It’s not all that hard to teach your child to read. Dick and Jane basic readers can be fun, but they really aren’t needed. Throughout most of American history, the only book most children ever had access to was a Bible. And they learned to read.
Our society makes learning to read hard because we push our kids to read before they are ready. To be able to read well, there is a nerve between the eye and the brain that needs to mature. If it isn’t developed enough, teaching a child to read is very difficult and very frustrating. The normal time for this nerve to develop is between the ages of 4 and 12. If a child is potty trained at 18 months we are happy, but if she doesn’t get it down until she is 3 or 4, it’s not really a big deal. We recognize that each child develops differently in this area and no one can tell the difference when they are 30. We actually handicap many of our kids by insisting that they read before they are ready. Read to your child every day. Don’t get all uptight if he doesn’t seem interested in reading. If you wait, it will be much easier.
Signs your child is ready:
Knows what signs on the street or at a store mean.
Expresses an interest in letters
Asks to learn to read.
When he expresses an interest, follow these 8 steps and he will be reading in no time.
1st step – When reading to your child, always follow along with your finger.
2nd step – Show your child what a capital A looks like. Have your child find another one on that page. If that is too hard, narrow it down to a line or maybe even a word. When he can identify an A, work on identifying the lower case a. Then do B, b, C, c etc. until he is familiar with the entire alphabet. Play lots of games to help identify letters too.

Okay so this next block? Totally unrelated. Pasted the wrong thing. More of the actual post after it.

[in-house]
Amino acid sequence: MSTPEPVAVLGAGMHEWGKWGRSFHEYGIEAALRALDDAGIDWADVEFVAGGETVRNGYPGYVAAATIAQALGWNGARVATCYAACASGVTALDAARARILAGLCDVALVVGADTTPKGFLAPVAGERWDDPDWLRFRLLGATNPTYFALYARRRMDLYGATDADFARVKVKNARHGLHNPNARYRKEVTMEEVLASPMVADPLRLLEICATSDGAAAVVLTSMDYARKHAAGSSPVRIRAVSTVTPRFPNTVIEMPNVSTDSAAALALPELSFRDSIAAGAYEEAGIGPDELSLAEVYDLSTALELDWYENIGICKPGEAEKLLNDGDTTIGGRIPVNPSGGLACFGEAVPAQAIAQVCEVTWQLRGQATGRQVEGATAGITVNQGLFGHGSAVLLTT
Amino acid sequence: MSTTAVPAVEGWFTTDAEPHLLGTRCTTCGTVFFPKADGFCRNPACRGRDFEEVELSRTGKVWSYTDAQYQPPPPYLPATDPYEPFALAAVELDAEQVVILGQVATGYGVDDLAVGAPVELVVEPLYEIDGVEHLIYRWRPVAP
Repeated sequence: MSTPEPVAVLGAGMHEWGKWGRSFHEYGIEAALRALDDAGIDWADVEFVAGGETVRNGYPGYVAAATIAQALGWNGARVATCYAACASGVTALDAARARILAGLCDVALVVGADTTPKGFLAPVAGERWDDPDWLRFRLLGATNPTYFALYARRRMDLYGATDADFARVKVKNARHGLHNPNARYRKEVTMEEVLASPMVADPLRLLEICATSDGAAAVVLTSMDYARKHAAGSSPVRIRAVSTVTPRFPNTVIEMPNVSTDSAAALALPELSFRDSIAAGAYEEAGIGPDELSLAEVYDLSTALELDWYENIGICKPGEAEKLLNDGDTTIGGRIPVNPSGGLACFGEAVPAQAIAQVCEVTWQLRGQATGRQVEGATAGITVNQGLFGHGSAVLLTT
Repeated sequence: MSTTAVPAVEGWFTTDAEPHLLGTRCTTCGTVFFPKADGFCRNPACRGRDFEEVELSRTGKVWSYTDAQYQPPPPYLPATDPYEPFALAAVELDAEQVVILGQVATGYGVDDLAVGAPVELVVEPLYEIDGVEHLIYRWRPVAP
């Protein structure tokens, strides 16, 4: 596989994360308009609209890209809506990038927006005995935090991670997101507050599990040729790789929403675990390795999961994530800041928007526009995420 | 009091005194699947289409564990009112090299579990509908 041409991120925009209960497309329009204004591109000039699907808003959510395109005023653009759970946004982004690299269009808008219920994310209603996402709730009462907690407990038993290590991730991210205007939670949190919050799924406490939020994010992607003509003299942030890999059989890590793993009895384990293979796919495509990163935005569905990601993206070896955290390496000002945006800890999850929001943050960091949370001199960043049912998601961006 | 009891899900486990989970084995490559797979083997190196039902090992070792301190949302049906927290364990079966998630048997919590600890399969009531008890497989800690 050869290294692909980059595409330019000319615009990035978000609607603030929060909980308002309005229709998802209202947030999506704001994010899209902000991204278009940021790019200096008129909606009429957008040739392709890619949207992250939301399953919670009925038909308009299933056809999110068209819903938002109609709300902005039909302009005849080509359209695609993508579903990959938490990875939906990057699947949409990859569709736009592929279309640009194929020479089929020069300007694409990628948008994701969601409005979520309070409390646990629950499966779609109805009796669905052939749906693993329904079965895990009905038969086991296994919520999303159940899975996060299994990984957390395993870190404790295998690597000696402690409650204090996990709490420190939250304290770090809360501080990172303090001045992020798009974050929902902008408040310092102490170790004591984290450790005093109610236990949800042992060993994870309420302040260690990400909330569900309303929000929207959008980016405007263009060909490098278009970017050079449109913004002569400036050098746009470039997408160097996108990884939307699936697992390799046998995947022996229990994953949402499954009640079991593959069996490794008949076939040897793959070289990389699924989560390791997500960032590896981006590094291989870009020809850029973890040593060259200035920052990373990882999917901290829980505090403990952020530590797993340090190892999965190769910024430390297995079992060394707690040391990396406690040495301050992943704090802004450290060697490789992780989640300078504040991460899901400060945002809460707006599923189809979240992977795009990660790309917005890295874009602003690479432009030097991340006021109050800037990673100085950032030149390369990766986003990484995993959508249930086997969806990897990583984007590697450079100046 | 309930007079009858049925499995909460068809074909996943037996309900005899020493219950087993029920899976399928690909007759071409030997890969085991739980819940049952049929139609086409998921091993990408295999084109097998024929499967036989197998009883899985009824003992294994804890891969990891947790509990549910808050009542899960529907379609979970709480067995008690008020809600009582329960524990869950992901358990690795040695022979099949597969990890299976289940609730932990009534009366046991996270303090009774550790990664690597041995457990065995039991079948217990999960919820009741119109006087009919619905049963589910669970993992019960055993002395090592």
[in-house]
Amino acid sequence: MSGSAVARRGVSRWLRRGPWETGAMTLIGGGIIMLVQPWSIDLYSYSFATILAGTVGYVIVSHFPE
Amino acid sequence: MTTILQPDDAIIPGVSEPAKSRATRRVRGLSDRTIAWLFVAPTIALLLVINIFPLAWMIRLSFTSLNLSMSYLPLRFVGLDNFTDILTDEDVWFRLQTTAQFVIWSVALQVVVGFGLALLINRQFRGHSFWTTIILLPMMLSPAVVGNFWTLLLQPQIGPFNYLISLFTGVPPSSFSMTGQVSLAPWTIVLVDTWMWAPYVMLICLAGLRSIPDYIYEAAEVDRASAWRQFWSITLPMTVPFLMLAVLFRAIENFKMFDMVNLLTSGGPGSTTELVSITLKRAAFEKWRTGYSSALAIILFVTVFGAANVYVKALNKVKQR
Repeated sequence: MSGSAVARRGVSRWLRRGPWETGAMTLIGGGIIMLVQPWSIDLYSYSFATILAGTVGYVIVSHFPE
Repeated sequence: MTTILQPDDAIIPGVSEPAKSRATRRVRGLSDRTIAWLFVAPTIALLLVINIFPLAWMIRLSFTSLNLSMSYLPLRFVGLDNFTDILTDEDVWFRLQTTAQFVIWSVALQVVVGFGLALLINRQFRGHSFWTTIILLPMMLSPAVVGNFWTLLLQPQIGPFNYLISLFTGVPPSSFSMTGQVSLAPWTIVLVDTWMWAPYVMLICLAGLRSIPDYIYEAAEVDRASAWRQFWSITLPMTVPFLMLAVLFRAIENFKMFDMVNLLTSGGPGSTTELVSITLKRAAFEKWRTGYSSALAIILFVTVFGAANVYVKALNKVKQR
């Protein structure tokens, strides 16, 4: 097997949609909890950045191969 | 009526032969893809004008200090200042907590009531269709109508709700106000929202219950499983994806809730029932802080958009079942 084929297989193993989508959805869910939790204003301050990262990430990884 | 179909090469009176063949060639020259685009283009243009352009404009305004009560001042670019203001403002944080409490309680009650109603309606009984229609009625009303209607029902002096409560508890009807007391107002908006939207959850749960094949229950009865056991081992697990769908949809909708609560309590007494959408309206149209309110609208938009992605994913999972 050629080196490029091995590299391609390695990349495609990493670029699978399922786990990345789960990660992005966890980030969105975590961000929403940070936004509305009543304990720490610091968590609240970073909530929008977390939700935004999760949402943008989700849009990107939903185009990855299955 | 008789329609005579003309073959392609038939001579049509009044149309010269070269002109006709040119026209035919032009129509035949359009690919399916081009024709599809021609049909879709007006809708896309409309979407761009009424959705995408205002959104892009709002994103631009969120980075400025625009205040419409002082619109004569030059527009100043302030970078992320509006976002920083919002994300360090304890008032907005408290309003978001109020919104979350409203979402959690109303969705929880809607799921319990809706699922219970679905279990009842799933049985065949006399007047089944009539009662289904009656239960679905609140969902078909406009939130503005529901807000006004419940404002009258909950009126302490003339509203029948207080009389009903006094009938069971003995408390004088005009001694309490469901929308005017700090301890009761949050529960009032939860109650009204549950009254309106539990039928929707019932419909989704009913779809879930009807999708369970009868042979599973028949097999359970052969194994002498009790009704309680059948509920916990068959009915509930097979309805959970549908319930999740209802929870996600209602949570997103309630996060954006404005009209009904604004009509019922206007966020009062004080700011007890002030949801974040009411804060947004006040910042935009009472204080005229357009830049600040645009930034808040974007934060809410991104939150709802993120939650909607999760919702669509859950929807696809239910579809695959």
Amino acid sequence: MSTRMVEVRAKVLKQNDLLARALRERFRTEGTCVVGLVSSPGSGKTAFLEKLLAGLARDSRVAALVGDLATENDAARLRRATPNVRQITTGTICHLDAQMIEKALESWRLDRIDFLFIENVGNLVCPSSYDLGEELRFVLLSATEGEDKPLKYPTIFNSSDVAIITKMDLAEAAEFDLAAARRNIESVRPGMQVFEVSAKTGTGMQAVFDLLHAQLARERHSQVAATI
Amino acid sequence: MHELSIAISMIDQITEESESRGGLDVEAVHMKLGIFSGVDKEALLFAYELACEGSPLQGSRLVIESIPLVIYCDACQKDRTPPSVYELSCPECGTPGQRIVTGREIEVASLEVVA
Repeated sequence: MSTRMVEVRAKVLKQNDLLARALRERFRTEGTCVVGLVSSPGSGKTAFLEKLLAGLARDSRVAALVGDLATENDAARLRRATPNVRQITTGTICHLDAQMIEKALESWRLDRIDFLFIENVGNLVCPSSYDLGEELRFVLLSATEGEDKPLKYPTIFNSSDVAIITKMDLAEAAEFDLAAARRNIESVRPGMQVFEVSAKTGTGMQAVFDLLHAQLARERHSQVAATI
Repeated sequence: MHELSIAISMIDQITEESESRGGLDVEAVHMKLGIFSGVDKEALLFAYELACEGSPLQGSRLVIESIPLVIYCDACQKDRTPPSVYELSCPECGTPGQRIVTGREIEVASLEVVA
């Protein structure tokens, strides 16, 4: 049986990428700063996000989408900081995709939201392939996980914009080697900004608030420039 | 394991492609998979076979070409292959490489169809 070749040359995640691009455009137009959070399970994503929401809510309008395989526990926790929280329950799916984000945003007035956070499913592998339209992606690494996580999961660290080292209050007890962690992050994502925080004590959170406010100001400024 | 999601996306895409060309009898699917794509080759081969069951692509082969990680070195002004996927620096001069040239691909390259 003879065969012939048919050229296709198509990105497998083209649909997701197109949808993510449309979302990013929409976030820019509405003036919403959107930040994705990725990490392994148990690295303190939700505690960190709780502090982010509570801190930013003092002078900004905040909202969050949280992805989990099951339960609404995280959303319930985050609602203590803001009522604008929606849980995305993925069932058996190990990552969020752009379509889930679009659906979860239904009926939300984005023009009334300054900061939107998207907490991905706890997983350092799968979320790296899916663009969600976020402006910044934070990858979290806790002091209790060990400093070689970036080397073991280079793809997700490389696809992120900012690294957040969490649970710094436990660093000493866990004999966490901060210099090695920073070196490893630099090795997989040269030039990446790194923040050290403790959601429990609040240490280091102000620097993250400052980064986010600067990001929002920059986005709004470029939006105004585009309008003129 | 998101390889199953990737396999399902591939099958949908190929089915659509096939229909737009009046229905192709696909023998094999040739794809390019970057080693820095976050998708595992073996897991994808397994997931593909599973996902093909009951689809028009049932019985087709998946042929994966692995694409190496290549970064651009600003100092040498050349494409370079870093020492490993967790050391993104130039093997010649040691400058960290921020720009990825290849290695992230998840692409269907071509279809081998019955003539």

3rd step – Tell your child what the letter “b” sounds like. Use the letter sound instead of the name and ask her to find that letter. Continue until your child knows all the consonants and short and long vowel sounds.
4th step – Work on diphthongs. “The ch says “ch”. Can you find the letters that say “ch”?
5th step – Work on 2 or 3 letter sight words. Show your child the word “is”. Can he find another “is”?
6th step – Explain basic vowel rules. If it is a vowel-consonant-vowel, the letter sounds like its name. If it is followed by 2 consonants it has a “short” sound. Show her some examples. Ask your child to find other examples. Continue until she can find examples when you ask for each sound.
7th step – Have your child sound out words. Help him whenever he forgets, but make sure he really tires before you tell him what the word is. If your child is reluctant or seems frustrated, have him sound out one word in every sentence with you reading the rest until he is more comfortable. Until your child demonstrates comprehension, always go back and read what they have sounded out.
8th step – Once your child is reading full sentences, stop her frequently and ask questions about what was just read.
Be sure to praise your child heartily every step of the way!
God Bless You All!
~ Grama Sue